Bhuwan's Ramblings

Friday, December 28, 2007

Adios Chanakya, we will miss you!

It was a bright and sunny day when my friend and I rode the quintessential DTC bus, got off at Chanakyapuri and walked over to the theatre for a show of R D Burman’s last musical venture, 1942 A Love Story. It was the first movie that I saw with a friend. I was elated with the new found freedom and my adolescent hormones danced in perfect harmony as I took a deep breath under the open sky. It was not that my parents had ever imposed anything on me, but I am sure that all of us have had this feeling. That day set the stage for many future firsts at this theatre, including my first movie in the front-stall with hostel-mates and the first for which I bought tickets in black on one wintery night. This was also the theatre where I returned to movies with my parents with kaun! The theatre was always technologically ahead of its time be it with surround sound or digital systems. I still preferred this over the newly opened snazzy multiplexes …

Under the theatre on the ground floor was an equally timeless place where I had my first pizza, maybe in 1992. In fact, I hated it at that time and it took a second trip to this place to make me fall in love with the pizza. The next 15 years followed with numerous trips to this place, ranging from chit-chat with friends to dinners with parents and others. Gradually its increasing popularity made it so crowded that we had to come specifically during non-peak hours to get a seat. When I met with my childhood friend in 2007 and asked where would he like to go, he replied “Nirulas, of course”.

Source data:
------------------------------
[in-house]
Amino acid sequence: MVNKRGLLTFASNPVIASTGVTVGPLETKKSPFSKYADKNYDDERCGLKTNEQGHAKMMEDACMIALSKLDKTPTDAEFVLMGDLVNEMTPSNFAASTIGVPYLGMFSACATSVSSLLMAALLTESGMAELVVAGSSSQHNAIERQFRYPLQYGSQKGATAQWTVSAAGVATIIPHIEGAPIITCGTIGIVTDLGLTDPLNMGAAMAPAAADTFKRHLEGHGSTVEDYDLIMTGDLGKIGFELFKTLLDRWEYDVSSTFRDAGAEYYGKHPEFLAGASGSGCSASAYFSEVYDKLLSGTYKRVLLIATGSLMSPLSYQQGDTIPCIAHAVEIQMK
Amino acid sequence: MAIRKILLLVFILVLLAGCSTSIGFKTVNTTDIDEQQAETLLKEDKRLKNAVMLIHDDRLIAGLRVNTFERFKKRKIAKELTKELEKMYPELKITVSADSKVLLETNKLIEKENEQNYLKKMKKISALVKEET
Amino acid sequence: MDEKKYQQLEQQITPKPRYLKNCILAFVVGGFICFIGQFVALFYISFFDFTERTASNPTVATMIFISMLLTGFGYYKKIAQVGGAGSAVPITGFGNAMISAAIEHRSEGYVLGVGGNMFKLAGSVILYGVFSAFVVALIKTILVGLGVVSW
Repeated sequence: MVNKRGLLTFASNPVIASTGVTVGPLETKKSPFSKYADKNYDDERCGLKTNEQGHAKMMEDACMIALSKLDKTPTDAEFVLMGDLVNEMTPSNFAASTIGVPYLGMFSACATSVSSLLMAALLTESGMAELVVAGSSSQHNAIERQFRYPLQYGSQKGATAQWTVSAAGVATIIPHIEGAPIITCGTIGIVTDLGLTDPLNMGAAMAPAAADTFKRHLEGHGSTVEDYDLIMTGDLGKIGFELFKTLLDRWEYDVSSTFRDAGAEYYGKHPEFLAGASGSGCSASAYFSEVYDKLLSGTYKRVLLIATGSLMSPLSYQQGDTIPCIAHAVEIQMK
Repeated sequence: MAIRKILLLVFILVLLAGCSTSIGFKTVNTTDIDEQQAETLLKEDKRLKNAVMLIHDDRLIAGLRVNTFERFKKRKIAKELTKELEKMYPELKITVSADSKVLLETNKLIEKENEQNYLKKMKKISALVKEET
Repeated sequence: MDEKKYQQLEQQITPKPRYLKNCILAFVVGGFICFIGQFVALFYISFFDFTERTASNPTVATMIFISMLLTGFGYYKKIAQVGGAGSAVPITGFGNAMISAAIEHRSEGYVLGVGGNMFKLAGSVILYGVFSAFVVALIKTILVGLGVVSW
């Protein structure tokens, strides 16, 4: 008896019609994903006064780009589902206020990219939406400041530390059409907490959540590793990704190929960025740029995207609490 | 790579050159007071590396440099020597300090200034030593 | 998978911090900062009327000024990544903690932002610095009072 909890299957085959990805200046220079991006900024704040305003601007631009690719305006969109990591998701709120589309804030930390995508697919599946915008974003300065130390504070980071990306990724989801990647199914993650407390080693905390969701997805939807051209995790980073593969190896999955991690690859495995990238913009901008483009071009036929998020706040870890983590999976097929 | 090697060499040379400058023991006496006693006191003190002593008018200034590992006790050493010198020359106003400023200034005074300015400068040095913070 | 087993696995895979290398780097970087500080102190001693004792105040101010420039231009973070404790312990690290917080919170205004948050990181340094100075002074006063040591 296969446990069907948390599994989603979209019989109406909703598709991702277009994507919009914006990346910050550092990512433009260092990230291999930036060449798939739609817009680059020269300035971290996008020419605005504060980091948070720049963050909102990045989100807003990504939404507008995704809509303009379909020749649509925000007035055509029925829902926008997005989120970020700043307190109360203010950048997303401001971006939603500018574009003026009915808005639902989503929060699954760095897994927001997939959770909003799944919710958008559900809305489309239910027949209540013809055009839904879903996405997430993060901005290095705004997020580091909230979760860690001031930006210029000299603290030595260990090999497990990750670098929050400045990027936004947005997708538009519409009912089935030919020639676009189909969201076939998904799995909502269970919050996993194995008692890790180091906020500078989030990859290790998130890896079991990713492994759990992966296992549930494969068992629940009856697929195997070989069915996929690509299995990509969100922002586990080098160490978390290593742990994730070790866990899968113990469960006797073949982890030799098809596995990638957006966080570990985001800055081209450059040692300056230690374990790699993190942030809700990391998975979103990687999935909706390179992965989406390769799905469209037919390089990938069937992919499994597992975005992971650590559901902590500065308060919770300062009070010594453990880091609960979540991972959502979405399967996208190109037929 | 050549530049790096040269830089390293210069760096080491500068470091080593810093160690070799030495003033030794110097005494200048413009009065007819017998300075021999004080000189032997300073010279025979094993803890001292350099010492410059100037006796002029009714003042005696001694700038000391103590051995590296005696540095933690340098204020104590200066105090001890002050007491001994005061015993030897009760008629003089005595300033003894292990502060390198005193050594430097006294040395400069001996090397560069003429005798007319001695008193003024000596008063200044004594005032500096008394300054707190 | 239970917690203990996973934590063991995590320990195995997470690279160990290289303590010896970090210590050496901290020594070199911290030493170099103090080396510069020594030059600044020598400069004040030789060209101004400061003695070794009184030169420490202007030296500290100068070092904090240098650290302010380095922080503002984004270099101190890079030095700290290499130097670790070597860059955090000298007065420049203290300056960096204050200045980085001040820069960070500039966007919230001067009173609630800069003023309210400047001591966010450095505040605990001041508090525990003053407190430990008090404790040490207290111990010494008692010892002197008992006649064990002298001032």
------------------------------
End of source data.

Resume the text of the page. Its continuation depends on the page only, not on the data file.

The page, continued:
On December 27, 2007 the Chanakya theatre stepped into history after 37 years!

Wednesday, December 26, 2007

taare zameen par

I really don’t know how to express my feelings for this movie. It may well be one of the best movies that I have seen so far, a sensitive and real depiction of a child’s heart and mind. I am sure that every individual would be able to relate to the protagonist in some way or the other. The child’s thoughts are true not only for dyslexic kids, but also for each and every kid around us. This also includes adults, when they were kids.

With outstanding performances, heart rending music that blends into the story, sensitive lyrics and a subject that is close to all this is a must-see.

I loved the following song … the meaning of each word will however come about only after seeing it in the movie

Main Kabhi Batlata Nahin
Par Andhere Se Darta Hoon Main Maa
Yun To Main, Dikhlata Nahin
Teri Parwaah Karta Hoon Main Maa
Tujhe Sab Hain Pata, Hain Na Maa
Tujhe Sab Hain Pata, Meri Maa

Thursday, December 20, 2007


A lot has been said recently about the Orient Express Hotel’s snubbing of the Tatas and the retaliation letter from the Tatas. It is about time that the west (the developed world) realizes that the east is coming …and its not by an accident but by intelligence and hard work. The behavior by Orient Express Hotels shows a clear prejudice and lingering colonial thought process. The following excerpt from a Financial Times article summarizes the changing global scenario -

When Jamsetji Tata, its (Tatas) founder, proposed making steel for the British-run Indian railways in 1907, Sir Frederick Upcott, a colonial administrator, scoffed. “Do you mean to say that Tatas propose to make steel rails to British specifications?” he asked. “I will undertake to eat every pound of steel rail they succeed in making.”

A century later, the Tatas paid £6.7bn ($13.7bn, €9.4bn) to buy Corus, the successor to British Steel.